A fantastic radio interview with Nicole Disney

To listen to the interview and to hear Nicole’s lovely voice, as well as to hear about her debut novel, follow this link.

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In Thanks by ‘Nathan Burgoine

There’s a running joke among my author friends about how I never have a title. I’ve written novels before coming up with a title (I’ve even written a novel without naming a main character until the end). Titles (and names) are two things that always evade me the longest. My editors often end up titling things I’ve written, especially when they see what I eventually come up with. The gentle “Perhaps this title needs some work…” comments in edits from my first days as an author have given way to me leaving preemptive notes in submitted drafts saying “I’m aware this is a terrible title. Any ideas?”

Even putting a title on a blog post usually leaves me staring at the cursor, watching it blink.

This time? No different.

The ninth annual Bold Strokes Books bookfair in Nottingham was an absolute delight. Being surrounded by queer authors and queer readers is an all-too-rare experience, and the sheer joy of being able to just discuss without all the second-guessing, worrying, and self-censoring that happens in non-queer spaces is hard to put into words.

Festivals like these are revitalizing, even for introverts like me. Don’t get me wrong, I came home, threw a blanket over my head and cuddled my dog for a week while I waited for the jet lag to wear off, but my creative battery was fully recharged, and all those conversations and readings (and oh wow, the readings added so many books to the to-be-read pile I cannot tell you) are still bouncing around in my head.

I was lucky enough to moderate the “Author-Reader Connection” panel, and seeing the audience interact with the authors was magic. The sheer amount of laughter was of course memorable, but also there were questions from the audience that reminded me just how much queer stories matter.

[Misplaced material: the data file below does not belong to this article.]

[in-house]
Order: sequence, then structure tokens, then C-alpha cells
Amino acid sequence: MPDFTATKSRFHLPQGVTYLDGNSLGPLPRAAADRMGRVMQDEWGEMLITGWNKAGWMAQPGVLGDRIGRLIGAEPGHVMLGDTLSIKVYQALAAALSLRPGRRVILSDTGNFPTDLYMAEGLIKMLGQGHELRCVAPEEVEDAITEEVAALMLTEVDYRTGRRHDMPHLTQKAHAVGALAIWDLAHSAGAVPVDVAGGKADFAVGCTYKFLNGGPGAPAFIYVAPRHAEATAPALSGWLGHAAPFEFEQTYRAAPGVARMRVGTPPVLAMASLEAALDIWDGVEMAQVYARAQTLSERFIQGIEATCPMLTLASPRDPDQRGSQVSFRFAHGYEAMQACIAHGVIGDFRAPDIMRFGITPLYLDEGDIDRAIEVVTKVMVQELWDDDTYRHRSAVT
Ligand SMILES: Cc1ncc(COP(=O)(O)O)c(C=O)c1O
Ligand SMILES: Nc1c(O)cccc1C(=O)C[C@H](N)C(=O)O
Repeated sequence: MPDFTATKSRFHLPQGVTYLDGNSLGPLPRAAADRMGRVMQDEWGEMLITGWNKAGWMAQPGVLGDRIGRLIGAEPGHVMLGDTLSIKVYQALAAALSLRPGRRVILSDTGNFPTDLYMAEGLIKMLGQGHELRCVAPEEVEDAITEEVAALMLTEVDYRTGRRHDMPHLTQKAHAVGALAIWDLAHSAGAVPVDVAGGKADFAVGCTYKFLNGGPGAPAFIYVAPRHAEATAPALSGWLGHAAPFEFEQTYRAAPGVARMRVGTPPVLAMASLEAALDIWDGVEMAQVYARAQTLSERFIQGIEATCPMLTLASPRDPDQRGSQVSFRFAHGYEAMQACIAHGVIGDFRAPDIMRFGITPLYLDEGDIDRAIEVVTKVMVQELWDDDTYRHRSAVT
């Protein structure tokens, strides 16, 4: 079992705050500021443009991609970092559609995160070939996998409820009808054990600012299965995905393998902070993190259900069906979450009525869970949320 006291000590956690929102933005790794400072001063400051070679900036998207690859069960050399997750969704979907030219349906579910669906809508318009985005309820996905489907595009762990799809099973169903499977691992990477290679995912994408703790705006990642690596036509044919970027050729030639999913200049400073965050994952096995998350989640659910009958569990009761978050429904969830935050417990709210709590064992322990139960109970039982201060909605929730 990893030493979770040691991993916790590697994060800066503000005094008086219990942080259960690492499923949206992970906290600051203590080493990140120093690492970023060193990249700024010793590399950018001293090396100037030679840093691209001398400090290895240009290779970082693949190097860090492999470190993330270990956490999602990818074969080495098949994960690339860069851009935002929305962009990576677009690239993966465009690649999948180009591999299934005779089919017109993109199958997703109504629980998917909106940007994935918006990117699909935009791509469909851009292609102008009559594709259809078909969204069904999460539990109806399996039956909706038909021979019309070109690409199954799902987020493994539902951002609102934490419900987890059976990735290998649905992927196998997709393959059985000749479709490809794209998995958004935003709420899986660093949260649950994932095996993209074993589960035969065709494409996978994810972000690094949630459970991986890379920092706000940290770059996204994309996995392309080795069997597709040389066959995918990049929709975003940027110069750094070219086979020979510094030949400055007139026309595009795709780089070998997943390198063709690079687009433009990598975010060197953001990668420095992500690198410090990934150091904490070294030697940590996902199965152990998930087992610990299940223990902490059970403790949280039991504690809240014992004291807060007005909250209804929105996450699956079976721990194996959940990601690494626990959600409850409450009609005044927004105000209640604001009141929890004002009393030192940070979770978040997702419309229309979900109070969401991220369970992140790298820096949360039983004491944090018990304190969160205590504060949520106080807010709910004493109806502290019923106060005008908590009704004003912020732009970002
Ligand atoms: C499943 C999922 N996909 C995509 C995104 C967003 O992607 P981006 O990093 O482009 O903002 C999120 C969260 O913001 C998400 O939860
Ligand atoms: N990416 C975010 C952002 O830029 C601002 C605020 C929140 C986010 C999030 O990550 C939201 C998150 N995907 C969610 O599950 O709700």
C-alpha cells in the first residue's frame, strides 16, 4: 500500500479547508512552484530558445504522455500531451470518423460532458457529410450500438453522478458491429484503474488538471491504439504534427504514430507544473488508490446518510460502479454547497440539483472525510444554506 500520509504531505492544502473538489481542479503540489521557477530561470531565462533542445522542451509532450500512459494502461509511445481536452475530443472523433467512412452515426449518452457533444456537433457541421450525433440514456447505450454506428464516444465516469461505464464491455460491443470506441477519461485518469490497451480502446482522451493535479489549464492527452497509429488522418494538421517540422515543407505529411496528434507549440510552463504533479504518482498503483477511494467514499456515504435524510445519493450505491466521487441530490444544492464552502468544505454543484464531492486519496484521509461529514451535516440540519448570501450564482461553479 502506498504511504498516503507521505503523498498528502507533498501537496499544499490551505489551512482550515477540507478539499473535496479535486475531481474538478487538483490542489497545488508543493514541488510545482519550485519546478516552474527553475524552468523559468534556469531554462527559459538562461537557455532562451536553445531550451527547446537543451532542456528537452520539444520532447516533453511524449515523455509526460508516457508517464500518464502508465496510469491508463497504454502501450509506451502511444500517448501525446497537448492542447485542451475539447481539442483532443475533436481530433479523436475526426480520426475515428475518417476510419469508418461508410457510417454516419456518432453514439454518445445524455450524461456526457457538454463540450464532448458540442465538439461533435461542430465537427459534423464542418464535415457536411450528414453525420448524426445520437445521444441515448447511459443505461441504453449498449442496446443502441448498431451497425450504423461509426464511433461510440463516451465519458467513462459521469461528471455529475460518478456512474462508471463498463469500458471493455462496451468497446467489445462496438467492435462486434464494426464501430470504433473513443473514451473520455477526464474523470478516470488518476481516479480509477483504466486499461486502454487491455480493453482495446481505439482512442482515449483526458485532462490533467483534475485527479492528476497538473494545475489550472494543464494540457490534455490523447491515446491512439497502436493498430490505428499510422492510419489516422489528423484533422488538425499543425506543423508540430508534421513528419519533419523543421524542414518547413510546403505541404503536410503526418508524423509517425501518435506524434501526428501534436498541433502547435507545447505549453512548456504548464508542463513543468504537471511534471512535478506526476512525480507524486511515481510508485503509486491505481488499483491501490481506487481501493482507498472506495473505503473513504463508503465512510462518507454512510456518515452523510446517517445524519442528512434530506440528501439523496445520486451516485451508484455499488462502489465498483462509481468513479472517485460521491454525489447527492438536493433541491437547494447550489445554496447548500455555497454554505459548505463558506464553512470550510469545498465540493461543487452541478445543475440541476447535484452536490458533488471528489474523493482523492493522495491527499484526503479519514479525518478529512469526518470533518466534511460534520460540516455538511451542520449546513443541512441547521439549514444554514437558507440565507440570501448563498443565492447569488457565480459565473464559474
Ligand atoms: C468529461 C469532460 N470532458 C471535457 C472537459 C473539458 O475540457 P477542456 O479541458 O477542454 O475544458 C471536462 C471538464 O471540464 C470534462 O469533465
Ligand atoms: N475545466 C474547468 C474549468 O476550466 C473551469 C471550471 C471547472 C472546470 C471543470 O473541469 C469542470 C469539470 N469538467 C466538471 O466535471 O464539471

As an author, it’s not like we forget that, exactly. But when readers make it so clear how much they love queer stories there’s a palpable moment reinforcing all that time spent staring at the blinking cursor. Without readers, none of this magic could happen.

Hearing readers talk about that magic? Asking questions, making suggestions, maybe even laughing a little at some general author antics?

It’s fuel. It’s inspiration for the next story.

So, to everyone who came to the festival; my fellow authors and all the people who keep the wheels turning at Bold Strokes Books, and most especially the readers, I offer thanks.

And now I’ll get back to that untitled manuscript I’m working on.

New Friends, New Family by Nicole Disney

My first Bold Strokes Books UK Festival also happened to be my first trip to the UK. I was blown away by the kindness we encountered as my wife and I bumbled our way through the airports, train stations, and eventually made our way to Nottingham. It was a truly magical trip that no amount of missed trains, jet lag, or fear of public speaking could dampen. Nottingham is so beautiful and interesting. It’s the type of place where a wrong turn simply becomes a charming side adventure.

I was struck and touched by the warmth of the entire weekend. It was a special feeling to combine the excitement of getting readers, authors, and general word lovers together with the safety and comfort I find is unique to LGBTQ gatherings. I can’t recall a time I so instantly felt like family with everyone around me. I made so many memories and friendships I will cherish.

It was a beautiful experience to meet some of the authors I’ve read and loved for so long in person. Reading someone’s novel is like getting to sneak a look into that person’s heart, and it can sometimes feel a bit out of order to connect with someone on that level, and then meet them in person. Being on the other side of that as an author is beyond humbling.

I can’t wait to participate in many more BSB events and meet many more amazing people.

Post UK Take-Aways by Renee Roman

The amount of history I’ve learned about the UK was eye-opening, though it will take me a long scan of the many pictures to remember bits of it. The anecdotal stuff is funny, and while I don’t want to bore you, I’m compelled to share some (in no particular order).